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Beacon Project Hosts Second Transatlantic Roundtable Looking at Russia’s Soft-Power Campaign in Europe

May 4, 2016

Moscow’s use of a mix of disinformation and other soft-power assets has reached new levels in Europe, with the goal of swaying public opinion across the continent. 

Not only in places such as eastern Ukraine, these activities are taking place in countries the world once believed were firmly in the democratic camp, such as Visegrad, the Baltic States, much of the Balkans, and even Western Europe.

IRI is one of the few organizations in a position to counteract this misinformation quickly and effectively.  The Beacon Project was formed to develop political coalitions and produces materials that debunk Moscow’s deception campaigns. It is guided by a diverse steering committee well-versed in Russian duplicity, including former ambassadors of Slovakia and the Czech Republic, a Lithuanian member of the European Parliament and a former chairman of the United States House Intelligence Committee.

IRI gathered a multinational group of 25 political and non-governmental leaders in Vienna, Austria, for the second transatlantic roundtable in its new Beacon Project effort. During this roundtable, leaders examined the growing complexity of the Kremlin’s use of soft-power tools to influence European public opinion in favor of its own policies. These Russian tactics are designed to weaken democracy abroad, just as it has undermined it at home.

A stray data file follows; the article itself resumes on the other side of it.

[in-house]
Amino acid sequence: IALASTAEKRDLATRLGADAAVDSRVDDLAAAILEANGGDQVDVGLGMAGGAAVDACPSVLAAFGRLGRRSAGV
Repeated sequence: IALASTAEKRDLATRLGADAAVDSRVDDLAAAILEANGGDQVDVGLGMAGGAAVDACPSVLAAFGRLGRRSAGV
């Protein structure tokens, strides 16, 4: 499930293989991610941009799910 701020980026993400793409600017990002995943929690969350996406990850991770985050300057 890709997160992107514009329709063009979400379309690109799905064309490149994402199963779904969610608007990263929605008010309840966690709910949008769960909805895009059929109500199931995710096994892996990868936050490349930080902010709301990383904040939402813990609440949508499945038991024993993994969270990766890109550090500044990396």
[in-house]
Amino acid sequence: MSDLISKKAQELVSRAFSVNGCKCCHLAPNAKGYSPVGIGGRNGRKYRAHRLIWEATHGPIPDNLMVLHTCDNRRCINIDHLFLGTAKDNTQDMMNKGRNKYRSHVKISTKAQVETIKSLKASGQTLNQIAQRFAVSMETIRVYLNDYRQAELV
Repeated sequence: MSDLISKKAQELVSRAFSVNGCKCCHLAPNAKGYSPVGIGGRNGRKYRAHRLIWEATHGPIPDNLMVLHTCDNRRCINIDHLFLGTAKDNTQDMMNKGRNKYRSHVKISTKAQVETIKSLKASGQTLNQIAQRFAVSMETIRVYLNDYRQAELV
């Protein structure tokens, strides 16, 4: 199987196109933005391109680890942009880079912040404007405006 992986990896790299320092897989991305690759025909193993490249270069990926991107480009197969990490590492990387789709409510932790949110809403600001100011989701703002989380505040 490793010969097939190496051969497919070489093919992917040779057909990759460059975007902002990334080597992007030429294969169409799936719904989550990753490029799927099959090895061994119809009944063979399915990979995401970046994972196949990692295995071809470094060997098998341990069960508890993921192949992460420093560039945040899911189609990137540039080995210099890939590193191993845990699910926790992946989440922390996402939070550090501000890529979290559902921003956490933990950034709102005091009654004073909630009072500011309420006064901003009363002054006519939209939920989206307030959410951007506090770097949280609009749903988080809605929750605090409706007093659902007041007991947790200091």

Under the guidance of members of the Beacon Project’s Steering Committee, participants examined the tactics and strategies of disinformation and other means of Russian influence currently being deployed. They evaluated the legal, political and security measures that have already been utilized by some countries to counter Moscow’s co-optive power, as well as the difficulties in implementing these measures internationally, given the importance we all place upon protecting such critical democratic values as free speech.

The seminar sought to discern how Moscow has been reshaping its role in Central Europe. During the Cold War, Moscow projected and image of ‘defender and protector’ of the Communist ideology and mythology. Today, it market itself as the standard-bearer of social conservatism in the face of allegedly declining morality among western democracies.  The way in which conservatives in Europe respond to this evolving self-definition by Moscow plays opens up a potentially significant opportunity for Moscow to have influence in political discourse around Europe, particularly as the continent struggles with the impact of the combined migrant and refuge crises that broke onto the scene last year.

In the coming months, the Beacon Project will announce a number of programs that will shine a light on the growing threat of Russian soft-power aggression at a time when it is urgently needed and provide an essential resource for protecting European democracy.

 

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